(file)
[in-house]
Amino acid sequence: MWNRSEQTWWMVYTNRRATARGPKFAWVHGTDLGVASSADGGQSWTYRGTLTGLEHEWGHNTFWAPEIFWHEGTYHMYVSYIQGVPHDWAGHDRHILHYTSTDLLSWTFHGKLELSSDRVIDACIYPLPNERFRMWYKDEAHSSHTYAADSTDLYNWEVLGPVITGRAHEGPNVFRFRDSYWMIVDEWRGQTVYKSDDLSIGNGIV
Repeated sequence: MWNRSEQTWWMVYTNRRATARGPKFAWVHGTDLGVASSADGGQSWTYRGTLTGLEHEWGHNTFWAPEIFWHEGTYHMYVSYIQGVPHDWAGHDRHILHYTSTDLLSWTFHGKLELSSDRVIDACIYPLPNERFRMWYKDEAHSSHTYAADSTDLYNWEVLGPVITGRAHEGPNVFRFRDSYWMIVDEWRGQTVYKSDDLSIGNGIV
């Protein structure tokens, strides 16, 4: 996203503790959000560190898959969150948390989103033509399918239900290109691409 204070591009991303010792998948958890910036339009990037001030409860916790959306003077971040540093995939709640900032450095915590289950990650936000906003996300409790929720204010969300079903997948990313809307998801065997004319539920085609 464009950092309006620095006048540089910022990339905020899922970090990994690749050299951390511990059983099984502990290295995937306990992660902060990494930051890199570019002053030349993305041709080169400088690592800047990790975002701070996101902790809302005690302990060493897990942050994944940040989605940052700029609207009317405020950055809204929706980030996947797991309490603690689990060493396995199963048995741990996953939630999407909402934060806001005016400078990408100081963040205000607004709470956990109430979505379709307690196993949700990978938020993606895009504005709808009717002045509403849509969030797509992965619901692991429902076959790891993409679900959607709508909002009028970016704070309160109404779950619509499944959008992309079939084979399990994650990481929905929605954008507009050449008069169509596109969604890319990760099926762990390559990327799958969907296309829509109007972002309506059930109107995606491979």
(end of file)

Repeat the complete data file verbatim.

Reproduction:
[in-house]
Amino acid sequence: MWNRSEQTWWMVYTNRRATARGPKFAWVHGTDLGVASSADGGQSWTYRGTLTGLEHEWGHNTFWAPEIFWHEGTYHMYVSYIQGVPHDWAGHDRHILHYTSTDLLSWTFHGKLELSSDRVIDACIYPLPNERFRMWYKDEAHSSHTYAADSTDLYNWEVLGPVITGRAHEGPNVFRFRDSYWMIVDEWRGQTVYKSDDLSIGNGIV
Repeated sequence: MWNRSEQTWWMVYTNRRATARGPKFAWVHGTDLGVASSADGGQSWTYRGTLTGLEHEWGHNTFWAPEIFWHEGTYHMYVSYIQGVPHDWAGHDRHILHYTSTDLLSWTFHGKLELSSDRVIDACIYPLPNERFRMWYKDEAHSSHTYAADSTDLYNWEVLGPVITGRAHEGPNVFRFRDSYWMIVDEWRGQTVYKSDDLSIGNGIV
């Protein structure tokens, strides 16, 4: 996203503790959000560190898959969150948390989103033509399918239900290109691409 204070591009991303010792998948958890910036339009990037001030409860916790959306003077971040540093995939709640900032450095915590289950990650936000906003996300409790929720204010969300079903997948990313809307998801065997004319539920085609 464009950092309006620095006048540089910022990339905020899922970090990994690749050299951390511990059983099984502990290295995937306990992660902060990494930051890199570019002053030349993305041709080169400088690592800047990790975002701070996101902790809302005690302990060493897990942050994944940040989605940052700029609207009317405020950055809204929706980030996947797991309490603690689990060493396995199963048995741990996953939630999407909402934060806001005016400078990408100081963040205000607004709470956990109430979505379709307690196993949700990978938020993606895009504005709808009717002045509403849509969030797509992965619901692991429902076959790891993409679900959607709508909002009028970016704070309160109404779950619509499944959008992309079939084979399990994650990481929905929605954008507009050449008069169509596109969604890319990760099926762990390559990327799958969907296309829509109007972002309506059930109107995606491979």